By Sarah Bay-Cheng
Mama Dada is the 1st booklet to envision Gertrude Stein's drama in the background of the theatrical and cinematic avant-gardes. because the ebook of Stein's significant writings by means of the Library of the US in 1998, curiosity in her dramatic writing has escalated, relatively in American avant-garde theaters. This ebook addresses the becoming curiosity in Stein's theater by way of supplying the 1st unique analyses of her significant performs, and by means of contemplating them inside of a bigger heritage of avant-garde functionality. as well as evaluating Stein's performs and theories to these generated by way of Dadaists, Surrealists, and Futurists, this learn additional explores the individuality of Stein through those theatrical routine, together with discussions of her curiosity in American lifestyles and drama, which argues major and heretofore unrecognized dating exists one of the histories of avant-garde drama, cinema, and homosexuality. by means of analyzing and explaining the connection between those 3 histories, the dramatic writings of Stein can most sensible be understood, not just as examples of literary modernism, but additionally as influential dramatic works that experience had an enduring impact at the American theatrical avant-
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Additional resources for Mama Dada: Gertrude Stein's Avant-Garde Theater (Studies in Modern Drama)
Thus, the accumulation of images creates the integrated work of art. The whole is created as the sum of its fragments. This principle of fragmented unity and repetition is central to the avant-garde cinema. In Ferdinand Léger’s seminal avant-garde film Le Ballet Mécanique (1924), a woman climbs stairs toward the camera. Léger replays this shot over and over, such that the woman repeatedly ascends the stairs but never reaches the top. Because an identical moment in time is repeated, the progression of time within the space of the film is stunted.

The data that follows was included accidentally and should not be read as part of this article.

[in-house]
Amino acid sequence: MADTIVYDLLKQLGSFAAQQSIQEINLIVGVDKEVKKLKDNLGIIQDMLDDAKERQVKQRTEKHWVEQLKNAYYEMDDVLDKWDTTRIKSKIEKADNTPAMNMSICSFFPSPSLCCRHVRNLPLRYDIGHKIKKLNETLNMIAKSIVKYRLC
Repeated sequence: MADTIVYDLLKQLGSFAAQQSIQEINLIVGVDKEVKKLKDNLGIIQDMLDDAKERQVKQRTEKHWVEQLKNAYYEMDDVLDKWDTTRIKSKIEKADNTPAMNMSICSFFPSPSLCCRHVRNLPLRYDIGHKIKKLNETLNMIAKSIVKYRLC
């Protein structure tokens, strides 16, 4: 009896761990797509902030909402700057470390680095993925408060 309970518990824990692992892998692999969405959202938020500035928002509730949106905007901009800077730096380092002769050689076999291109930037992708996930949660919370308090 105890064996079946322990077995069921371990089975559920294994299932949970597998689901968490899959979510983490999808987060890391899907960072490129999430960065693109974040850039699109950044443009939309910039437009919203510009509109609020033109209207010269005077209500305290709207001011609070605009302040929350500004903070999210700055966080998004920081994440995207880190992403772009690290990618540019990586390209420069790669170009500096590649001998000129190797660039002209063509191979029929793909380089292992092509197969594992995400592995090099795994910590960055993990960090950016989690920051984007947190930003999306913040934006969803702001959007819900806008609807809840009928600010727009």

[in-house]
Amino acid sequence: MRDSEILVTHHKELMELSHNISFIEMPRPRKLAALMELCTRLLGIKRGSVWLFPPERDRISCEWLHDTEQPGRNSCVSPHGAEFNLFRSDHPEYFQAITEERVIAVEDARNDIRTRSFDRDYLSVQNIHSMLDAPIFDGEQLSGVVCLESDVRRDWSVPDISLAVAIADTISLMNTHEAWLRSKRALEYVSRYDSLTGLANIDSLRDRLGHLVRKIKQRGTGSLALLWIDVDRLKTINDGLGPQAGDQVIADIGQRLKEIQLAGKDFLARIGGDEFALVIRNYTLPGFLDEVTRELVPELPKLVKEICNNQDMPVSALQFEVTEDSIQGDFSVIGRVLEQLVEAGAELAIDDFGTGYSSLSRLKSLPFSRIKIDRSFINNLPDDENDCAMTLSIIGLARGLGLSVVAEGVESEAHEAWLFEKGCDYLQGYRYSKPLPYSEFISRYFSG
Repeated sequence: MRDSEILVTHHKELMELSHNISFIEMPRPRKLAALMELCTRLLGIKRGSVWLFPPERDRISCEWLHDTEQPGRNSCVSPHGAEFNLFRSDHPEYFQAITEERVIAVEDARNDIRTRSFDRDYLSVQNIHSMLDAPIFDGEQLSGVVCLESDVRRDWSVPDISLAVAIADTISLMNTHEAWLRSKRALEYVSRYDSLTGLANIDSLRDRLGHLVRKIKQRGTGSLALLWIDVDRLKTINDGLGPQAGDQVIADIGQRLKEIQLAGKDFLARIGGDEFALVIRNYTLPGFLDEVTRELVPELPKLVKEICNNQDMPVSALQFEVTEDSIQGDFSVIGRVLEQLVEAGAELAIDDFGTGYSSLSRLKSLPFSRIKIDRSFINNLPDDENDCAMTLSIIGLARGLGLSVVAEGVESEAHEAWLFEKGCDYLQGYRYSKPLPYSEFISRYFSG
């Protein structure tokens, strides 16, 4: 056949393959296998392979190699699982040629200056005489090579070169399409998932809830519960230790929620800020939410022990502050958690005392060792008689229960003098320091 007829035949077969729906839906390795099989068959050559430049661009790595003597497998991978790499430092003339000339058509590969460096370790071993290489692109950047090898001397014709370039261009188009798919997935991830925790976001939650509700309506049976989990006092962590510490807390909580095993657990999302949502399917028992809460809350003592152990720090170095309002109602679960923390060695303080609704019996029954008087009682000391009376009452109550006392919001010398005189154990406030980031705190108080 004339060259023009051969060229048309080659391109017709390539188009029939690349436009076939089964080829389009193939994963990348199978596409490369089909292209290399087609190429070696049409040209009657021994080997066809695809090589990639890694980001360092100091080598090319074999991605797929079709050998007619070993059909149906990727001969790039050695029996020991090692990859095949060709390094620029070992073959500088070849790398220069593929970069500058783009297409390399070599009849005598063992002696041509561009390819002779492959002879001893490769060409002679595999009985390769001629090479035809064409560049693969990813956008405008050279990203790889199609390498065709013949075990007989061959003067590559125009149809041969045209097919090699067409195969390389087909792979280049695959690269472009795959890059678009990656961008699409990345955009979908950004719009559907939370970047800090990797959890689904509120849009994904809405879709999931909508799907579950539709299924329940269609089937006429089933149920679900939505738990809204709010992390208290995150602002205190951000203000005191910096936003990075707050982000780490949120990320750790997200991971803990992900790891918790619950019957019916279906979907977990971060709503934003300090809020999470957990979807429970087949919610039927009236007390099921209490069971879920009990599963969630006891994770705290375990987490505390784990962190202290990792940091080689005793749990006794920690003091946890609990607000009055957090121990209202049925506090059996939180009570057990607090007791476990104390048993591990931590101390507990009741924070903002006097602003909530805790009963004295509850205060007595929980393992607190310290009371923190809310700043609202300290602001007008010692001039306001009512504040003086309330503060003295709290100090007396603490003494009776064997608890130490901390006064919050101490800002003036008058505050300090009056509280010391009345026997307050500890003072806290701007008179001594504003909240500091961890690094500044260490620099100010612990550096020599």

The two are very helpful. A team comes along and takes american painter and all to hospital. Two 40 MAMA DADA Americans ride off on motor cycles direction of Nimes and Pont du Gard. (396) Contained within a single paragraph, or major cut, this series of actions conveys a physical journey with (for Stein) an uncharacteristic economy of language. The turning point in the script is the car crash, perhaps intentional against the painter as spy. When he awakens in the hospital, the painter valiantly leaves in search of the motorcyclists, who, after an “exciting duel,” are discovered to have robbed the American military stationed in Paris.
Is mine. Is it mine. and John. Josephine. 21 They may be. Thought. As well. Naturally. (174–175) If one initially ignores the series of names on the left, the text of the scene (labeled “Scene II,” though it is neither the second scene of the play, nor the only scene labeled as such) reads as a seemingly arbitrary dividing of words into two sentences. Stein begins the series with a clear statement followed by a halting questioning of that statement: “It is mine. When. Is it. ” This question (though lacking a question mark) is repeated in three slightly different forms: “When is.